DEARBORN, MI — Technicians soon will be trained how to service and maintain the all-electric Mustang Mach-E without need to access a physical model with a new virtual reality training tool from Ford and Bosch.
It has witnessed the production of some of the most iconic vehicles in history. It's also a veteran of two world wars and the Great Depression. And, it played a pivotal role in American labor history. Ford Motor Co.'s iconic manufacturing complex on the banks of the Rouge River in Dearborn, MI, has seen it all.
DETROIT—Ford is recalling more than 953,000 vehicles worldwide to replace Takata passenger air bag inflators that can explode and hurl shrapnel. The move includes more than 782,000 vehicles in the United States, and is part of the largest series of recalls in U.S. history.
DEARBORN, MI—Engineers at Ford Motor Co. are developing car parts made out of graphene, a two-dimensional nanomaterial. Graphene is 200 times stronger than steel and one of the most conductive materials in the world.
COLOGNE, Germany—At Ford’s new state-of-the-art Environmental Test Centre at John Andrews Product Development Centre here, the company can simulate a variety of testing conditions on 10 cars simultaneously on an area the size of a football field. It allows for conditions akin to the Sahara desert in December and snow in July, as well as having the capability of generating up to 95 percent humidity.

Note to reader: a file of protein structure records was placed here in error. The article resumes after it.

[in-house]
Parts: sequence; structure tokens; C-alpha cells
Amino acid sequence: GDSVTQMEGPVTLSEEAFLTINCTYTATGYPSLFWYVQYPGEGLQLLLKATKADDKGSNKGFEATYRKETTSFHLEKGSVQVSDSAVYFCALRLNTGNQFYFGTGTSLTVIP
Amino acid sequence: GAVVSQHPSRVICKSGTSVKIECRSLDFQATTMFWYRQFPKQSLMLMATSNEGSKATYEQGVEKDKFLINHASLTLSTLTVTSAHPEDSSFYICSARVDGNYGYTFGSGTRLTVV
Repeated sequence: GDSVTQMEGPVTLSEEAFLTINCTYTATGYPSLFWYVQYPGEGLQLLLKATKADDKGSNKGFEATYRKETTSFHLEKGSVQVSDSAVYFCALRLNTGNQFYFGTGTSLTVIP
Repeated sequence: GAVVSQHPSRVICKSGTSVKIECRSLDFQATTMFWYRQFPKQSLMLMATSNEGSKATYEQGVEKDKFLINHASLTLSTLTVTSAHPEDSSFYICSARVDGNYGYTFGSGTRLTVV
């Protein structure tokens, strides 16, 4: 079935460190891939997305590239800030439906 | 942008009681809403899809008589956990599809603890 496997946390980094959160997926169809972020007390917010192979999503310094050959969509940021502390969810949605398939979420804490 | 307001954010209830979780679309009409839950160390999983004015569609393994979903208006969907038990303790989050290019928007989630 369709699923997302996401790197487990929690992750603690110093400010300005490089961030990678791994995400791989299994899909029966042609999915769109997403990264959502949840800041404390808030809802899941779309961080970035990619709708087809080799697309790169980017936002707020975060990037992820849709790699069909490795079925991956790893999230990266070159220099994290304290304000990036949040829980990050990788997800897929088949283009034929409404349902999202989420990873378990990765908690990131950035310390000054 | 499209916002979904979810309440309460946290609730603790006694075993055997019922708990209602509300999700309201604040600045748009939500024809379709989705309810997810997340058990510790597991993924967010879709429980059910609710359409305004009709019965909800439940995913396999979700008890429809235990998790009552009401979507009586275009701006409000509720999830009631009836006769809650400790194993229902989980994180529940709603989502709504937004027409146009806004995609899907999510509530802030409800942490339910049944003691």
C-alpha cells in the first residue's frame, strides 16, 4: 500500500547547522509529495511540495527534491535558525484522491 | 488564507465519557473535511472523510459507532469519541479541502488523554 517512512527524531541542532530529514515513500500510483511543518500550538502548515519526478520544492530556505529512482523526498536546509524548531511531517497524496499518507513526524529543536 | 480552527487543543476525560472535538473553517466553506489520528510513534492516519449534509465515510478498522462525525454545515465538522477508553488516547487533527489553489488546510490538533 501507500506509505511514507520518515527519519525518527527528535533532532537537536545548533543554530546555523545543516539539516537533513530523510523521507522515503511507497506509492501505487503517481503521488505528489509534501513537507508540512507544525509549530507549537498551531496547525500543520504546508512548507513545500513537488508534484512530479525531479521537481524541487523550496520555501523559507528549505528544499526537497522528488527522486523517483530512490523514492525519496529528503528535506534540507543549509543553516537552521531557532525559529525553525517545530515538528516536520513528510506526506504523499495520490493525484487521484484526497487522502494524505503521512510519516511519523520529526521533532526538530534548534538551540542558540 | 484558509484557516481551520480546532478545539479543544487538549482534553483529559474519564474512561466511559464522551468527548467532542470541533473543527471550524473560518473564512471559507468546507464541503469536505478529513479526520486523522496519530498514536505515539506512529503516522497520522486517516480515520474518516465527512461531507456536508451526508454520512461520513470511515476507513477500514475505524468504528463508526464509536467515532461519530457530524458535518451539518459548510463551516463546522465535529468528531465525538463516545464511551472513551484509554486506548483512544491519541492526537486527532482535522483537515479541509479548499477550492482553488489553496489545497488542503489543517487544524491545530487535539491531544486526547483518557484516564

DEARBORN, MI--The Associated Press reported last week that Ford Motor Co. will shed most of its North American car lineup as part of broad plan to save money and make the company more competitive in a fast-changing marketplace. The changes include getting rid of all cars in the region during the next four years except for the Mustang sports car and a compact Focus crossover vehicle, CEO Jim Hackett said as the company released first-quarter earnings.
On some assembly lines, today's MVP is a robotic tool that was originally developed for use on the battlefield. It's called an exoskeleton. The wearable device enables operators to perform a variety of overhead tasks. It minimizes physical strain and boosts efficiency.
As automakers and suppliers search for new ways to reduce vehicle weight, some engineers are experimenting with natural fibers. Bamboo, cotton, hemp, jute, kenaf, rice and other crops can be used to produce high-strength composite structures for automotive applications.